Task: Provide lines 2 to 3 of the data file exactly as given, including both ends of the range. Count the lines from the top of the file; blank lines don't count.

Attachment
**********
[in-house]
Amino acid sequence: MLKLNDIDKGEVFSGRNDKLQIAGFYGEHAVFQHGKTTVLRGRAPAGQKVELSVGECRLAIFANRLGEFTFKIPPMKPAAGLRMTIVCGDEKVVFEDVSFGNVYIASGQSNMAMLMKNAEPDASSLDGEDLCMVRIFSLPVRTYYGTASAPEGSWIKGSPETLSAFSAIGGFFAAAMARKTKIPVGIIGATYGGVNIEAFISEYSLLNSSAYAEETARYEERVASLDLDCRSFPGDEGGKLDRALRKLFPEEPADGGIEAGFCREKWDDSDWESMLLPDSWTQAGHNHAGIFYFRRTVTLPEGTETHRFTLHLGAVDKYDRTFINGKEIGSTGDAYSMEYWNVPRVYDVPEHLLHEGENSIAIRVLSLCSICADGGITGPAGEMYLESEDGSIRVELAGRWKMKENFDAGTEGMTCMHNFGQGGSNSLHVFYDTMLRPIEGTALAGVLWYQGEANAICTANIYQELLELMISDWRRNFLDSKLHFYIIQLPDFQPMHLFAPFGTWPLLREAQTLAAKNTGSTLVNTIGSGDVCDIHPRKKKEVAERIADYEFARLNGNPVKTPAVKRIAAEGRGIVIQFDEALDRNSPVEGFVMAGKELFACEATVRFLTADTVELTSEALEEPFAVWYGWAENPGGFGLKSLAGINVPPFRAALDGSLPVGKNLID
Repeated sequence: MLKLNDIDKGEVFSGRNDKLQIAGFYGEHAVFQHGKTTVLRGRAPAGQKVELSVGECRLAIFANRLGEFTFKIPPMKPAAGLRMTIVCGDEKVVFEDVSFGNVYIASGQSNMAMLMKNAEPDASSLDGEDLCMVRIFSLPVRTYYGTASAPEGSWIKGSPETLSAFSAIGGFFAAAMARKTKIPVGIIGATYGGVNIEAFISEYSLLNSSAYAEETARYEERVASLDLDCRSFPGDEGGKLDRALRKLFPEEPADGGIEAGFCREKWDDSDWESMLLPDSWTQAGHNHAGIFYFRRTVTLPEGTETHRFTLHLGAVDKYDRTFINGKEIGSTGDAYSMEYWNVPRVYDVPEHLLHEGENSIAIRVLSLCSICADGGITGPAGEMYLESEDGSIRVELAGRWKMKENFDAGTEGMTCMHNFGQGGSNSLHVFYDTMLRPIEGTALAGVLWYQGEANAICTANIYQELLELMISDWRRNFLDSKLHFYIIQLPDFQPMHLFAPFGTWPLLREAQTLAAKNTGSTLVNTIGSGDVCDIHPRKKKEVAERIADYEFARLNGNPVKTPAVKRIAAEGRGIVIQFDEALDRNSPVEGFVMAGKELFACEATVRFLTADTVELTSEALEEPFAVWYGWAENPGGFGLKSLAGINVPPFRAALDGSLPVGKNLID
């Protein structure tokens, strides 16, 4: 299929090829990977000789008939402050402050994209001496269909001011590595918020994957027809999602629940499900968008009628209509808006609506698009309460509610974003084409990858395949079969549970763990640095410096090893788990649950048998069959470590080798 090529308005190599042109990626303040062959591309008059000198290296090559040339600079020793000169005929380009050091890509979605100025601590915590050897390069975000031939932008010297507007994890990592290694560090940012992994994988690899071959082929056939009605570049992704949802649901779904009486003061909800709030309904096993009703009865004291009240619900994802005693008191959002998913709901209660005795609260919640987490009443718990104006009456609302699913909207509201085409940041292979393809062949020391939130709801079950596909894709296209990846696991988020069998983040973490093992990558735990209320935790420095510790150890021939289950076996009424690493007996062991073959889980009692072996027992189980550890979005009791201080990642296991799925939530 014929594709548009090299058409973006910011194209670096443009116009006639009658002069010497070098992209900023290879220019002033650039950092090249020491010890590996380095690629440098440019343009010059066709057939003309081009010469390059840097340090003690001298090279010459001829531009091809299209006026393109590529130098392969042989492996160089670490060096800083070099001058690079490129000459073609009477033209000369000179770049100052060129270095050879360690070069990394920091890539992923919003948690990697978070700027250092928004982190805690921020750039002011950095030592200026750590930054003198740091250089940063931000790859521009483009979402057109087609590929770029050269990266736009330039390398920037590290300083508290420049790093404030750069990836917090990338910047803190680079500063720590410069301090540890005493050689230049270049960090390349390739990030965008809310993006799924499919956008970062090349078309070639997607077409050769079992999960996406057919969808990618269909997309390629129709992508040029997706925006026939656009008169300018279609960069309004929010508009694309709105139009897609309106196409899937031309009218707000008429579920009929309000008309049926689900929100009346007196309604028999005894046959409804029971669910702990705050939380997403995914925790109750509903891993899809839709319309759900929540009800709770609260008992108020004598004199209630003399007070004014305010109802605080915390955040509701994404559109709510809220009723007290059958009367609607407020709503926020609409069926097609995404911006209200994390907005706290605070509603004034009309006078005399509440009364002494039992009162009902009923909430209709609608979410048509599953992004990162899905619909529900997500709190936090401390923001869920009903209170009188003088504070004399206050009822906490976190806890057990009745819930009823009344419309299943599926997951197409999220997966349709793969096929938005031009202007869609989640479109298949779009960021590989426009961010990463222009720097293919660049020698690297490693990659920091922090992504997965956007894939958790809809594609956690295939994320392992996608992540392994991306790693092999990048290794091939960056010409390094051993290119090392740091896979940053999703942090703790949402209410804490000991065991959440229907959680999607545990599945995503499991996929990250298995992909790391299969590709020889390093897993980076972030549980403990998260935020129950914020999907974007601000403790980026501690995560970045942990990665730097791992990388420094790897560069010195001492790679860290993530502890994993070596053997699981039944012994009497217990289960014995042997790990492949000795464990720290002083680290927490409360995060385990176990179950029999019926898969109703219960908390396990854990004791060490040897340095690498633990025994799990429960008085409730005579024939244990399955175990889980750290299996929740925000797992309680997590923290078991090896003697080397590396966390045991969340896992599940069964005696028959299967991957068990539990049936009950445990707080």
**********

Amino acid sequence: MLKLNDIDKGEVFSGRNDKLQIAGFYGEHAVFQHGKTTVLRGRAPAGQKVELSVGECRLAIFANRLGEFTFKIPPMKPAAGLRMTIVCGDEKVVFEDVSFGNVYIASGQSNMAMLMKNAEPDASSLDGEDLCMVRIFSLPVRTYYGTASAPEGSWIKGSPETLSAFSAIGGFFAAAMARKTKIPVGIIGATYGGVNIEAFISEYSLLNSSAYAEETARYEERVASLDLDCRSFPGDEGGKLDRALRKLFPEEPADGGIEAGFCREKWDDSDWESMLLPDSWTQAGHNHAGIFYFRRTVTLPEGTETHRFTLHLGAVDKYDRTFINGKEIGSTGDAYSMEYWNVPRVYDVPEHLLHEGENSIAIRVLSLCSICADGGITGPAGEMYLESEDGSIRVELAGRWKMKENFDAGTEGMTCMHNFGQGGSNSLHVFYDTMLRPIEGTALAGVLWYQGEANAICTANIYQELLELMISDWRRNFLDSKLHFYIIQLPDFQPMHLFAPFGTWPLLREAQTLAAKNTGSTLVNTIGSGDVCDIHPRKKKEVAERIADYEFARLNGNPVKTPAVKRIAAEGRGIVIQFDEALDRNSPVEGFVMAGKELFACEATVRFLTADTVELTSEALEEPFAVWYGWAENPGGFGLKSLAGINVPPFRAALDGSLPVGKNLID
Repeated sequence: MLKLNDIDKGEVFSGRNDKLQIAGFYGEHAVFQHGKTTVLRGRAPAGQKVELSVGECRLAIFANRLGEFTFKIPPMKPAAGLRMTIVCGDEKVVFEDVSFGNVYIASGQSNMAMLMKNAEPDASSLDGEDLCMVRIFSLPVRTYYGTASAPEGSWIKGSPETLSAFSAIGGFFAAAMARKTKIPVGIIGATYGGVNIEAFISEYSLLNSSAYAEETARYEERVASLDLDCRSFPGDEGGKLDRALRKLFPEEPADGGIEAGFCREKWDDSDWESMLLPDSWTQAGHNHAGIFYFRRTVTLPEGTETHRFTLHLGAVDKYDRTFINGKEIGSTGDAYSMEYWNVPRVYDVPEHLLHEGENSIAIRVLSLCSICADGGITGPAGEMYLESEDGSIRVELAGRWKMKENFDAGTEGMTCMHNFGQGGSNSLHVFYDTMLRPIEGTALAGVLWYQGEANAICTANIYQELLELMISDWRRNFLDSKLHFYIIQLPDFQPMHLFAPFGTWPLLREAQTLAAKNTGSTLVNTIGSGDVCDIHPRKKKEVAERIADYEFARLNGNPVKTPAVKRIAAEGRGIVIQFDEALDRNSPVEGFVMAGKELFACEATVRFLTADTVELTSEALEEPFAVWYGWAENPGGFGLKSLAGINVPPFRAALDGSLPVGKNLID